Received a “call to action” request from electric-motorized bicycle company Super73 and the trade organization, PeopleForBikes. Both want me to encourage the National Park Service (NPS) to adopt new regulations that would allow electric-motorized bicycles access to roads and trails managed by the NPS that are currently designated for non-motorized users.
It is not surprising that a trade organization wants new regulations that will help its members sell more products. That’s what trade organizations do. What is surprising is their teaming with Super73. This company only offers one model that would be legal on trails if the NPS makes the recommended changes and that model (the Super73-Z1) is not recommended for riding on natural-surface trails. All Super73’s other models are claimed to come with a “powerful, internally-geared brushless DC hub motor capable of outputting up to 2000 watts of peak power” and an “Unlimited Mode” good for over 28 miles per hours.
The Super73 vehicles prove how the electric-motorized bicycle class structure can be manipulated and circumvented with ease. This is where I feel PeopleForBikes picked a questionable ally in their fight to get motorized recreation on non-motorized trails. It is my opinion that the Super73 vehicles are motorcycles disguised as bicycles. The non-adjustable saddle height and minute 125-millimeter long cranks prove the Super73 designers never intended their customers to pedal this bike (and the company’s video backs me up on this). This is a vehicle designed for motoring.
MY FEEDBACK DOESN’T USE THE SUPER73 TALKING POINTS
Instead of the self-serving spin of electric-motorized bicycle companies and PeopleForBikes, I’m telling the NPS that allowing the addition of electric-motorized bicycles to their trails will introduce a new and unique user group that will be substantially faster than all other current users. It is impossible for park managers to detect compliance of power/speed limits or the way the power is applied. Allowing ANY class e-bike virtually allows all electric-motorized bikes access to the trails. There are safer and more sane ways to offer access to people with medical issues or physical limitations (like the Cycling Without Age organization). These motorized recreational vehicles should be welcome where other motorized traffic is permitted, but they should not be allowed access to non-motorized, natural-surface trails.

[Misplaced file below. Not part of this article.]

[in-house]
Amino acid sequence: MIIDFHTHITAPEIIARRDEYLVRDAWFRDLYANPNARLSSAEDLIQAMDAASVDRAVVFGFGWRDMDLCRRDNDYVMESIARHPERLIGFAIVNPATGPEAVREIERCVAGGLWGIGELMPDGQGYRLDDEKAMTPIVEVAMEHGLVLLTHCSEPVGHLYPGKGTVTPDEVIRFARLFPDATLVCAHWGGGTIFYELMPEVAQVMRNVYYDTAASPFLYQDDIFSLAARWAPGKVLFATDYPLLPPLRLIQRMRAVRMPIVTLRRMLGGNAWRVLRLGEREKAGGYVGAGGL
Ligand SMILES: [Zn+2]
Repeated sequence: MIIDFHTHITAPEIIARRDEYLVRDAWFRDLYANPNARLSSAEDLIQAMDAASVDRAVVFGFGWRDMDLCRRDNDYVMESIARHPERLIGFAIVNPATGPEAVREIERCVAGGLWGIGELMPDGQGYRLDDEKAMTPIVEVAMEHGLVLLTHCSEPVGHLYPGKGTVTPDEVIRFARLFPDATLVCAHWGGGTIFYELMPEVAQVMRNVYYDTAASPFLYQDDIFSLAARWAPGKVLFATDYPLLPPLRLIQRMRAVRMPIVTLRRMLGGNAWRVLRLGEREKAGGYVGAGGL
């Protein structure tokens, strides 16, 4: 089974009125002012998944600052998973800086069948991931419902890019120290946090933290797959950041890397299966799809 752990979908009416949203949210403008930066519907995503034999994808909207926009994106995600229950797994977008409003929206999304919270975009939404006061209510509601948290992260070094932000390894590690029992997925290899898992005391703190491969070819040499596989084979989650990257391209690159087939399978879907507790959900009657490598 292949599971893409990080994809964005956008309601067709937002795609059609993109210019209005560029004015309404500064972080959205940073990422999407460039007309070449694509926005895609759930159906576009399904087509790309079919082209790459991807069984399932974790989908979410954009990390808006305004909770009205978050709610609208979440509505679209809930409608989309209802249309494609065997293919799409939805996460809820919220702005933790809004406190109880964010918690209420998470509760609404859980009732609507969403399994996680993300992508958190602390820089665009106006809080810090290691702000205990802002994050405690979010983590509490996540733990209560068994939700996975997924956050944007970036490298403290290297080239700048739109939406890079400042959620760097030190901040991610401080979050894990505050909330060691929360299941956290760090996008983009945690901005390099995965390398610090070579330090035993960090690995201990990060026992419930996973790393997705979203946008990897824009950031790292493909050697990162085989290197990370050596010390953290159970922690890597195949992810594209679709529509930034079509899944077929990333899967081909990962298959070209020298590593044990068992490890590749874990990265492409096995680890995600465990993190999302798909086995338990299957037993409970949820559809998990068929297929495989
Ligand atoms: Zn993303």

STAND AND BE HEARD
I encourage you to let your opinion, pro or con, be heard by the agencies involved with this issue. Please feel free to use any of my points or link to any of my articles that may back up your opinion. Click on the following links to leave your feedback:
SAMPLE COMMENT (THAT YOU CAN COPY) IN OPPOSITION TO MOTORIZED ACCESS
I am opposed to allowing e-bikes on non-motorized roads or trails. Allowing the addition of electric-motorized bicycles to trails currently designated for non-motorized recreational activity will introduce a new and unique user group that will be substantially faster than all other users.
It is impossible for rangers to ascertain if an e-bike is in compliance with power limits or the way the power is applied. Allowing ANY e-bike virtually allows all electric-motorized bikes access to the paths or trails.
There are safer and more sane ways to offer access to people with medical issues or physical limitations rather than putting them on high-speed e-bikes (an e-bike will be approximately 55% faster than human-powered bicycles).
These electric-motorized recreational vehicles should be welcome where other motorized traffic is permitted, but they should not be allowed access to non-motorized, natural-surface trails.
OTHER ARTICLES ON ELECTRIC-MOTORIZED RECREATIONAL VEHICLES
About the author: Jim “Jimmy Mac” McIlvain was Editor of Mountain Bike Action Magazine and Road Bike Action Magazine and a contributing editor of Electric Bike Action Magazine. He has been used as a resource by land management agencies in developing e-bike and mountain bike policy. He welcomes feedback or questions from land management agencies, retailers and riders who deal with e-bike issues. The Jimmy Mac On Two Wheels website is self-funded.